1. Melbourne’s economy experienced significant growth before the COVID-19 pandemic, outpacing the national average. However, this growth was not uniform across the city, with slower growth in middle-ring areas transitioning away from manufacturing.
2. Despite strong economic growth, Melbourne’s per capita economic growth lagged behind the national average, indicating that the standard of living per person did not increase at the same rate.
3. Knowledge jobs began spreading beyond the Melbourne CBD, with the City of Yarra experiencing significant growth in the knowledge and professional service industry. Cremorne emerged as a vibrant knowledge hub within the City of Yarra.
4. The importance of precincts in driving knowledge-based job growth became evident, with Cremorne having 46% of its workforce employed in the knowledge and professional service sector.
5. The COVID-19 pandemic caused a major setback for Melbourne’s economy, with economic growth falling to 1.2% per annum since 2019, below the pre-COVID rate. The recovery has been uneven across industries and regions, with tourism-dependent industries and construction facing setbacks.
6. To thrive in the future, Melbourne needs to focus on productivity and participation. Strategies such as National Employment Clusters, infrastructure investments in growth areas, skill development, and improved housing affordability are needed.
Local councils can play a role in leveraging infrastructure investment, securing competitive grant funding, and understanding what drives local growth.
In a recent webinar, over 130 local and state government professionals convened to discuss the economic trajectory of Greater Melbourne, leveraging insights from the 2023 State of the Regions Dataset. The discussion, led by Rob Hall, outlined the pre-COVID economic rise, the ongoing recovery, and the economic outlook of Melbourne, emphasizing the pivotal role local councils can play in enhancing Melbourne’s productivity. Here we delineate the six key insights and the implications for local economic development presented in the webinar.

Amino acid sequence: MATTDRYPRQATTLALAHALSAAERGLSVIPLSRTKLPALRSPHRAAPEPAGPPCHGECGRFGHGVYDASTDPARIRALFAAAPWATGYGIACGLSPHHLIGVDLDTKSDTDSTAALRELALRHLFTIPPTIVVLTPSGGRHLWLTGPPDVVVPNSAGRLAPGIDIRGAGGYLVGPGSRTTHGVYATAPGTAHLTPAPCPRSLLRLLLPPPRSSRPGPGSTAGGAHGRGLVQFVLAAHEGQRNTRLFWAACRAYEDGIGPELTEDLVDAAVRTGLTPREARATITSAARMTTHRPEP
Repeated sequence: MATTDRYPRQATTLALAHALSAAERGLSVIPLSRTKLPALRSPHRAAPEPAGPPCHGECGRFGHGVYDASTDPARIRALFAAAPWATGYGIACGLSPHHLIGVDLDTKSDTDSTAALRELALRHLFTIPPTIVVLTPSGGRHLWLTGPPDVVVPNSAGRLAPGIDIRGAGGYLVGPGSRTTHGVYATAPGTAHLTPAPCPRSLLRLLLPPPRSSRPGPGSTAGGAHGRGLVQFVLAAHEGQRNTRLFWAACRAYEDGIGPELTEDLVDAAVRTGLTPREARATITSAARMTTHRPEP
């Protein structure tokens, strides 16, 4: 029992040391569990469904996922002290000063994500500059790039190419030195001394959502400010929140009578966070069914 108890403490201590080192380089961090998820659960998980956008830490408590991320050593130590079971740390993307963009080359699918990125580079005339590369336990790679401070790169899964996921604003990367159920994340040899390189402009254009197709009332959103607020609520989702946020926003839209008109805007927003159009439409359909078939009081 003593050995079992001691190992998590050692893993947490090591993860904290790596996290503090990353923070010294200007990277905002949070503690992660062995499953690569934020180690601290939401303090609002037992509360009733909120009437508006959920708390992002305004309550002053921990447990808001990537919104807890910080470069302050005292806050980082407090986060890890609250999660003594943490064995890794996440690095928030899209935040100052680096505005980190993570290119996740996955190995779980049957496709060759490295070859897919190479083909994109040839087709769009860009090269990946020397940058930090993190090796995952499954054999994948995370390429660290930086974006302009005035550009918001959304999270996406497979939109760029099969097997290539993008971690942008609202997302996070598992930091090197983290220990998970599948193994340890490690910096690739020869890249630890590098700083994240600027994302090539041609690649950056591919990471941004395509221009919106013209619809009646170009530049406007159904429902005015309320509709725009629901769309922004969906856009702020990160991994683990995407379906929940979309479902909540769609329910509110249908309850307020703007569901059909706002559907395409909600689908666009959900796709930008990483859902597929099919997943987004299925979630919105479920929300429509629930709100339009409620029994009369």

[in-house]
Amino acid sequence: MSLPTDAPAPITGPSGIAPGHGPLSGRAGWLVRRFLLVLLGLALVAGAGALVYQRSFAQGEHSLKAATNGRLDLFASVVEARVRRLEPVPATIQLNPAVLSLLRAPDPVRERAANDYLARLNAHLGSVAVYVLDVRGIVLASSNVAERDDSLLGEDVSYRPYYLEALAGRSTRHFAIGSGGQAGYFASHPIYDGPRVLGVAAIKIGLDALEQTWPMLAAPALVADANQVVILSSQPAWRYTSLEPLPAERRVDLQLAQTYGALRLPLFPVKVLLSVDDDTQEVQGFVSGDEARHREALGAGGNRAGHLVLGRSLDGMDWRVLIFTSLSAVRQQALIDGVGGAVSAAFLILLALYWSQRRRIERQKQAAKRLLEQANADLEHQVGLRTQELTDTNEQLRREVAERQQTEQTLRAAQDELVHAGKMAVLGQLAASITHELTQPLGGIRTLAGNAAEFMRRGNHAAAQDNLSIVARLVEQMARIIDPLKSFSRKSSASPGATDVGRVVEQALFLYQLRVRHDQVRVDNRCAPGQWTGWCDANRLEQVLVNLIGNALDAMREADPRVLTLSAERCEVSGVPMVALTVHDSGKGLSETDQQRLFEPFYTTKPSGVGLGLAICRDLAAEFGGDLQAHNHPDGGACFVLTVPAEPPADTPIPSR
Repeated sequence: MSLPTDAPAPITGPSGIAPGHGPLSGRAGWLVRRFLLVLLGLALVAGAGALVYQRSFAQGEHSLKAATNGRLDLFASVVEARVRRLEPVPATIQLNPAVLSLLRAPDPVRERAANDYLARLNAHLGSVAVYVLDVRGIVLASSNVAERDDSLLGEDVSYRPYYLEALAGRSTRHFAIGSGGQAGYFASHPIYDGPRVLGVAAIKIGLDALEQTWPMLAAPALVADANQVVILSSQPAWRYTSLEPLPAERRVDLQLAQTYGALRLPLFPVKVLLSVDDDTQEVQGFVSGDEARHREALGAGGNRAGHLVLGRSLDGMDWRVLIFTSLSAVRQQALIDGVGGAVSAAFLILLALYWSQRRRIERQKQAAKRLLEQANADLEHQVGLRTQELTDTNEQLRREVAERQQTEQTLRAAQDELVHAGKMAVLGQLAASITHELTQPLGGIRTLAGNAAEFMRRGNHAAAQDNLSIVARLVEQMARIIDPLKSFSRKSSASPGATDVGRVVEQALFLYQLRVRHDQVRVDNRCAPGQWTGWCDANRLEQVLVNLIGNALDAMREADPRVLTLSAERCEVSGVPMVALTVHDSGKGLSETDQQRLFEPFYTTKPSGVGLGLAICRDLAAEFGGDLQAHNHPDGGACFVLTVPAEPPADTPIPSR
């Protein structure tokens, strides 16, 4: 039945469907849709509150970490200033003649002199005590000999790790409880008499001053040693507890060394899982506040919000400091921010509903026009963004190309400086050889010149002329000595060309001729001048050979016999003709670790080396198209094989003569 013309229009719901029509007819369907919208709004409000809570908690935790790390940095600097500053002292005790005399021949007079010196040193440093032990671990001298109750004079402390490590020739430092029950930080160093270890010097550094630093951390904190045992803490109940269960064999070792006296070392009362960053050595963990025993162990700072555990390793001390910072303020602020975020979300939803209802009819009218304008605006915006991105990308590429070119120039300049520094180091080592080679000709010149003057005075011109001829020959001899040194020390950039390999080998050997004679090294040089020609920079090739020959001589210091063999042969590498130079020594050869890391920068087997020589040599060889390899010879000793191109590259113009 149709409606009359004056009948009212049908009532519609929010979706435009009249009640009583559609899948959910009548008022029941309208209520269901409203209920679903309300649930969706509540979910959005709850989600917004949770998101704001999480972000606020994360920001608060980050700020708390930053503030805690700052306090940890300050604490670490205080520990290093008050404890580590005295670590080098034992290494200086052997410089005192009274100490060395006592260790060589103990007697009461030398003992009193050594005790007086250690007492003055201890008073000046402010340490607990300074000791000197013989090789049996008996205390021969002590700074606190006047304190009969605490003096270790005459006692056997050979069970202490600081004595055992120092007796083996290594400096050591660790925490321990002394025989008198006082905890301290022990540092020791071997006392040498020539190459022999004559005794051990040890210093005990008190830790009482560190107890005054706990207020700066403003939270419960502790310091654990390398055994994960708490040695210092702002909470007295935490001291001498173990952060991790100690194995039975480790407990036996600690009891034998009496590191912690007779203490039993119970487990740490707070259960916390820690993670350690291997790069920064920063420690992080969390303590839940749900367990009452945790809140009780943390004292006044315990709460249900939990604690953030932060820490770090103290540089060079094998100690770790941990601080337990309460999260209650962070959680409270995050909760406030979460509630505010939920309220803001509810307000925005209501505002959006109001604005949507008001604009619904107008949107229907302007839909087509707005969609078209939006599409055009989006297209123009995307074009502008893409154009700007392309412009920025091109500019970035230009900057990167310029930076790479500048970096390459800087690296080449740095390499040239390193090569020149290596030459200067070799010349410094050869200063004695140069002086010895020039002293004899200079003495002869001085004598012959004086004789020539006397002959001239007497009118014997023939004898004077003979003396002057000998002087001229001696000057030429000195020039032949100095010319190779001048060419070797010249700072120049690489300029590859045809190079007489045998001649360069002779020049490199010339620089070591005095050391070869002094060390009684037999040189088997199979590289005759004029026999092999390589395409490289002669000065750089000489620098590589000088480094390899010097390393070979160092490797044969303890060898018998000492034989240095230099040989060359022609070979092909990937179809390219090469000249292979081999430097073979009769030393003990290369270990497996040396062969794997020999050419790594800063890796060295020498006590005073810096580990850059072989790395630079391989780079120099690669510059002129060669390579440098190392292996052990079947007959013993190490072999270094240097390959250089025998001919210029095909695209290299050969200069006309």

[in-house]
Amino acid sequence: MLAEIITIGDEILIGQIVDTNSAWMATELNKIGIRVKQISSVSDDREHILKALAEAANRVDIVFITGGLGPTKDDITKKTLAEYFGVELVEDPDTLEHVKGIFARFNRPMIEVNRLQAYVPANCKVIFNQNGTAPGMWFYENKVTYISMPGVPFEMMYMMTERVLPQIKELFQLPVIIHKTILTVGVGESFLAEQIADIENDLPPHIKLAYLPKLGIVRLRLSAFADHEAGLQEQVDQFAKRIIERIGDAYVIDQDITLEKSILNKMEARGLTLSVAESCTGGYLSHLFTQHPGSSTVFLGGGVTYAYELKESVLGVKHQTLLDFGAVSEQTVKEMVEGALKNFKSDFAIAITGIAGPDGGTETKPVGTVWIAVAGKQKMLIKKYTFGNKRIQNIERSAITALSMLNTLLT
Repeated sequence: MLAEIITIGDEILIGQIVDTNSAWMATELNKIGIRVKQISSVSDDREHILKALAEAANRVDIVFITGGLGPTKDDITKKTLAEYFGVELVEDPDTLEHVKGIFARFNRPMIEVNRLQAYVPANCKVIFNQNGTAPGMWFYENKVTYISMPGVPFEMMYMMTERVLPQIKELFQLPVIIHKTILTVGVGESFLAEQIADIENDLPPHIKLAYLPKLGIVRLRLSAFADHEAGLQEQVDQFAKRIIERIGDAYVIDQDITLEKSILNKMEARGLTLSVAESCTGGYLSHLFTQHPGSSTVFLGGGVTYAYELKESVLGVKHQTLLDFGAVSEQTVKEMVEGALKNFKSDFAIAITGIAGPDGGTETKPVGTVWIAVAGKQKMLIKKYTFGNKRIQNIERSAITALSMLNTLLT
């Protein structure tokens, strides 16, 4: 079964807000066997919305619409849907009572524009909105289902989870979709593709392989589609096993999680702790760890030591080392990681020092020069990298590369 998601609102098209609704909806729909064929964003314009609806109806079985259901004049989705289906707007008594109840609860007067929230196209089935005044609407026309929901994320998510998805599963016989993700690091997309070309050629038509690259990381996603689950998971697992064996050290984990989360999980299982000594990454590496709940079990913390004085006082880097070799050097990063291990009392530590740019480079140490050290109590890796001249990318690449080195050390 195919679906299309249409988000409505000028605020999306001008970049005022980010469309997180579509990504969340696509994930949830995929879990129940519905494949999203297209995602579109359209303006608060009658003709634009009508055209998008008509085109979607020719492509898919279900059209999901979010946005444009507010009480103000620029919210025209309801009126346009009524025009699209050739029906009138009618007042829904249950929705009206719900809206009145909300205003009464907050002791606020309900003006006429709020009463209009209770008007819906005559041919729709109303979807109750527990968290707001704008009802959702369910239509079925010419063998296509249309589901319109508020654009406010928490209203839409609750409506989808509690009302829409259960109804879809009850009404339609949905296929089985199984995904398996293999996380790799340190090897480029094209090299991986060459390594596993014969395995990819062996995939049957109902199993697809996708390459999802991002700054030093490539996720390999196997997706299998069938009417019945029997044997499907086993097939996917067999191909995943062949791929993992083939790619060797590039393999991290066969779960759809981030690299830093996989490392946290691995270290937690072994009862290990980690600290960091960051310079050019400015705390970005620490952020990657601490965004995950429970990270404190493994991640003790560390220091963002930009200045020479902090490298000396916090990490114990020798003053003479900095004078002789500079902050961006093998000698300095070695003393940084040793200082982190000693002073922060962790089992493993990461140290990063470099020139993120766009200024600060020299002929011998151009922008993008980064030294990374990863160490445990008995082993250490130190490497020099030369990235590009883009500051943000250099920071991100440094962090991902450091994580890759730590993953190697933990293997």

- Economic Growth Driver: From 2012 to 2019, Melbourne spearheaded Australia’s economic growth, expanding by 24%, surpassing the national average. However, this growth was not evenly distributed across the city, with inner regions experiencing more substantial growth compared to middle-ring areas transitioning away from manufacturing.
- Population Growth and Economic Disparity: Despite the robust economic growth, Melbourne’s per capita economic growth lagged behind the national average, indicating a disparity in the standard of living.
- Decentralization of Knowledge Jobs: A significant trend was the decentralization of knowledge jobs, moving beyond the Melbourne CBD, with the City of Yarra witnessing a 26% growth in the knowledge and professional service industry value added between 2012 and 2019.
- Precincts Driving Job Growth: Precincts like Cremorne in the City of Yarra have become vibrant knowledge hubs, fostering substantial growth in the knowledge and professional service sector.
- Uneven COVID-19 Recovery: The pandemic disrupted Melbourne’s economic growth trajectory, with some regions and industries recovering at a slower pace, highlighting the need for targeted recovery strategies.
- Addressing Productivity and Participation: The future prosperity of Melbourne hinges on enhancing productivity and participation, necessitating strategic initiatives such as infrastructure investments and skill development.
Implications for Local Economic Development
Local councils have a crucial role to play in reviving Melbourne’s economic dynamism through various strategies including:
- Leveraging Infrastructure Investment: Utilizing Melbourne’s strong infrastructure investment pipeline to foster local economic development.
- Place-Based Federal Funding Programs: Proactively identifying projects to secure competitive grant funding, aligning with initiatives such as the Thriving Suburbs and Urban Precincts programs.
- Understanding Local Growth Drivers: Developing a deep understanding of economic, demographic, and liveability changes to facilitate informed decision-making.
As Melbourne navigates its economic recovery, it is imperative to focus on strategies that foster sustainable growth. Local councils are positioned to be catalysts in this transformation, leveraging infrastructure investments and understanding local growth dynamics to steer Melbourne towards a future of increased productivity and economic resilience.